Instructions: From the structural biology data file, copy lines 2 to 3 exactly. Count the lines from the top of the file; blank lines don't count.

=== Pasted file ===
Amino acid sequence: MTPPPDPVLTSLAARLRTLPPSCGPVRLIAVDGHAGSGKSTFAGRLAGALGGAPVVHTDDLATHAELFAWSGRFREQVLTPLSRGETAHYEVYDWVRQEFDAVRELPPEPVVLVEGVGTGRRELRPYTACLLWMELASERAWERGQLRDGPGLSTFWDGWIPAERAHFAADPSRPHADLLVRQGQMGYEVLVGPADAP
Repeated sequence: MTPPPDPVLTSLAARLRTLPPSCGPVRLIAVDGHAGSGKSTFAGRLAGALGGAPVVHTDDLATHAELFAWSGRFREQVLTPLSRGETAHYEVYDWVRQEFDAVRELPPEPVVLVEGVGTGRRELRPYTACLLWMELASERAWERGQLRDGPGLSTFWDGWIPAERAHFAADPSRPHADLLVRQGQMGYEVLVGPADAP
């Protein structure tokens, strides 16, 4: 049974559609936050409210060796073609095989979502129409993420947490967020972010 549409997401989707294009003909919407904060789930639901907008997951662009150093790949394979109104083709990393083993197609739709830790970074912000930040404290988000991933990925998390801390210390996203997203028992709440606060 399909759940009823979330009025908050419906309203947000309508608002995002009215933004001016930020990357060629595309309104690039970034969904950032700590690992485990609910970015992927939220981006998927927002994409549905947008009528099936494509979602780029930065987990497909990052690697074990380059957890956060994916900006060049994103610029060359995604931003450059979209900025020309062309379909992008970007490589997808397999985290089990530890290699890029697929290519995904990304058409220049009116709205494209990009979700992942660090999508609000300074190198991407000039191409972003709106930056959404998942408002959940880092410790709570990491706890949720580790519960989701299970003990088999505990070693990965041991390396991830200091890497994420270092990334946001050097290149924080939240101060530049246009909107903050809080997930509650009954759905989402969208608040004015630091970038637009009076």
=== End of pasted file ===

Repeated sequence: MTPPPDPVLTSLAARLRTLPPSCGPVRLIAVDGHAGSGKSTFAGRLAGALGGAPVVHTDDLATHAELFAWSGRFREQVLTPLSRGETAHYEVYDWVRQEFDAVRELPPEPVVLVEGVGTGRRELRPYTACLLWMELASERAWERGQLRDGPGLSTFWDGWIPAERAHFAADPSRPHADLLVRQGQMGYEVLVGPADAP
């Protein structure tokens, strides 16, 4: 049974559609936050409210060796073609095989979502129409993420947490967020972010 549409997401989707294009003909919407904060789930639901907008997951662009150093790949394979109104083709990393083993197609739709830790970074912000930040404290988000991933990925998390801390210390996203997203028992709440606060 399909759940009823979330009025908050419906309203947000309508608002995002009215933004001016930020990357060629595309309104690039970034969904950032700590690992485990609910970015992927939220981006998927927002994409549905947008009528099936494509979602780029930065987990497909990052690697074990380059957890956060994916900006060049994103610029060359995604931003450059979209900025020309062309379909992008970007490589997808397999985290089990530890290699890029697929290519995904990304058409220049009116709205494209990009979700992942660090999508609000300074190198991407000039191409972003709106930056959404998942408002959940880092410790709570990491706890949720580790519960989701299970003990088999505990070693990965041991390396991830200091890497994420270092990334946001050097290149924080939240101060530049246009909107903050809080997930509650009954759905989402969208608040004015630091970038637009009076």